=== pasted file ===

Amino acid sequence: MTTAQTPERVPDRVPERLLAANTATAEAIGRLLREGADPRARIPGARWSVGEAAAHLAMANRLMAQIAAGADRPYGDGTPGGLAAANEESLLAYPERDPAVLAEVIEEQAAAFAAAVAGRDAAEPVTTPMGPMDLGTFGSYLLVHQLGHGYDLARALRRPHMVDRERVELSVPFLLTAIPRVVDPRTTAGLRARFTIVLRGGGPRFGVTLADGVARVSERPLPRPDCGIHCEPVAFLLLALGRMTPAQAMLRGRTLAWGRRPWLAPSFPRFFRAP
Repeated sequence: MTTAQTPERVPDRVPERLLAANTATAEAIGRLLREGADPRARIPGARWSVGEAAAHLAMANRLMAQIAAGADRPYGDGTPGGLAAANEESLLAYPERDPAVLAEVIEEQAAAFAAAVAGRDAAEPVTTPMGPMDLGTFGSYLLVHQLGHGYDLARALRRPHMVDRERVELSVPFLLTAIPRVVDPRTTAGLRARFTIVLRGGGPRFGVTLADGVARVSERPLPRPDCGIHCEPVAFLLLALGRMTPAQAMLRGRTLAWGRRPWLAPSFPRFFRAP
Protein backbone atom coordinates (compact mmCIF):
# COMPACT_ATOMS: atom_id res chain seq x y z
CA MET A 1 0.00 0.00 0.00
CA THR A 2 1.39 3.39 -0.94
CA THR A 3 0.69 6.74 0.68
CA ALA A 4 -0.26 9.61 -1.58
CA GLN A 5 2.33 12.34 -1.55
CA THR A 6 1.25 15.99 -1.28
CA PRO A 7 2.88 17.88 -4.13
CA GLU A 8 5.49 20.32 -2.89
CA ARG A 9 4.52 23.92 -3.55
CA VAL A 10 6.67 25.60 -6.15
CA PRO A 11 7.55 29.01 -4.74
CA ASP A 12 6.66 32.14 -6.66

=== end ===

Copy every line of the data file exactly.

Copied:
Amino acid sequence: MTTAQTPERVPDRVPERLLAANTATAEAIGRLLREGADPRARIPGARWSVGEAAAHLAMANRLMAQIAAGADRPYGDGTPGGLAAANEESLLAYPERDPAVLAEVIEEQAAAFAAAVAGRDAAEPVTTPMGPMDLGTFGSYLLVHQLGHGYDLARALRRPHMVDRERVELSVPFLLTAIPRVVDPRTTAGLRARFTIVLRGGGPRFGVTLADGVARVSERPLPRPDCGIHCEPVAFLLLALGRMTPAQAMLRGRTLAWGRRPWLAPSFPRFFRAP
Repeated sequence: MTTAQTPERVPDRVPERLLAANTATAEAIGRLLREGADPRARIPGARWSVGEAAAHLAMANRLMAQIAAGADRPYGDGTPGGLAAANEESLLAYPERDPAVLAEVIEEQAAAFAAAVAGRDAAEPVTTPMGPMDLGTFGSYLLVHQLGHGYDLARALRRPHMVDRERVELSVPFLLTAIPRVVDPRTTAGLRARFTIVLRGGGPRFGVTLADGVARVSERPLPRPDCGIHCEPVAFLLLALGRMTPAQAMLRGRTLAWGRRPWLAPSFPRFFRAP
Protein backbone atom coordinates (compact mmCIF):
# COMPACT_ATOMS: atom_id res chain seq x y z
CA MET A 1 0.00 0.00 0.00
CA THR A 2 1.39 3.39 -0.94
CA THR A 3 0.69 6.74 0.68
CA ALA A 4 -0.26 9.61 -1.58
CA GLN A 5 2.33 12.34 -1.55
CA THR A 6 1.25 15.99 -1.28
CA PRO A 7 2.88 17.88 -4.13
CA GLU A 8 5.49 20.32 -2.89
CA ARG A 9 4.52 23.92 -3.55
CA VAL A 10 6.67 25.60 -6.15
CA PRO A 11 7.55 29.01 -4.74
CA ASP A 12 6.66 32.14 -6.66